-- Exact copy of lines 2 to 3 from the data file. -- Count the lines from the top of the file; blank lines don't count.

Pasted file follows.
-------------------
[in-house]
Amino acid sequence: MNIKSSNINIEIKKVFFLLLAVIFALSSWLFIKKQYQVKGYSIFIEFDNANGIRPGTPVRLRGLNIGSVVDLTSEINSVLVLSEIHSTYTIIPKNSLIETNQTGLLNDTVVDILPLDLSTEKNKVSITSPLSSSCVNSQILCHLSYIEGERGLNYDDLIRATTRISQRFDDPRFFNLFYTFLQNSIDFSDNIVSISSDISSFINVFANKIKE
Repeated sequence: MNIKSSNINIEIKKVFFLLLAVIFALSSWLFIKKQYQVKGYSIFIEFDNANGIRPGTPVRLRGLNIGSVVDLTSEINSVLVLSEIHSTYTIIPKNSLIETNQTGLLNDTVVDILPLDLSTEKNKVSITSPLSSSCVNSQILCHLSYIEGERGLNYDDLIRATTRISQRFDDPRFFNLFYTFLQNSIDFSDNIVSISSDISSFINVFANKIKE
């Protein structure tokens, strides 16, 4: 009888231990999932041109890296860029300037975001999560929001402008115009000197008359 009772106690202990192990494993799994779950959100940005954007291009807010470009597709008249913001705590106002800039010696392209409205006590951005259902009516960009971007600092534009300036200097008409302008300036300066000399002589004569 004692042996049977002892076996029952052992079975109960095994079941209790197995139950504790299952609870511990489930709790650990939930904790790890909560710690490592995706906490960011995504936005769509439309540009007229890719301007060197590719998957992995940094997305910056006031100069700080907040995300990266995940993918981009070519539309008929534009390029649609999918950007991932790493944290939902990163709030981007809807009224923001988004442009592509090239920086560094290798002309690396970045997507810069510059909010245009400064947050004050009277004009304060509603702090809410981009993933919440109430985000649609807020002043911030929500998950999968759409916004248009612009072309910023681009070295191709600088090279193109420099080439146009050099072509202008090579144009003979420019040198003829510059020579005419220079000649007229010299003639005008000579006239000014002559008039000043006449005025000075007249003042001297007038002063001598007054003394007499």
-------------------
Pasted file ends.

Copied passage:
Amino acid sequence: MNIKSSNINIEIKKVFFLLLAVIFALSSWLFIKKQYQVKGYSIFIEFDNANGIRPGTPVRLRGLNIGSVVDLTSEINSVLVLSEIHSTYTIIPKNSLIETNQTGLLNDTVVDILPLDLSTEKNKVSITSPLSSSCVNSQILCHLSYIEGERGLNYDDLIRATTRISQRFDDPRFFNLFYTFLQNSIDFSDNIVSISSDISSFINVFANKIKE
Repeated sequence: MNIKSSNINIEIKKVFFLLLAVIFALSSWLFIKKQYQVKGYSIFIEFDNANGIRPGTPVRLRGLNIGSVVDLTSEINSVLVLSEIHSTYTIIPKNSLIETNQTGLLNDTVVDILPLDLSTEKNKVSITSPLSSSCVNSQILCHLSYIEGERGLNYDDLIRATTRISQRFDDPRFFNLFYTFLQNSIDFSDNIVSISSDISSFINVFANKIKE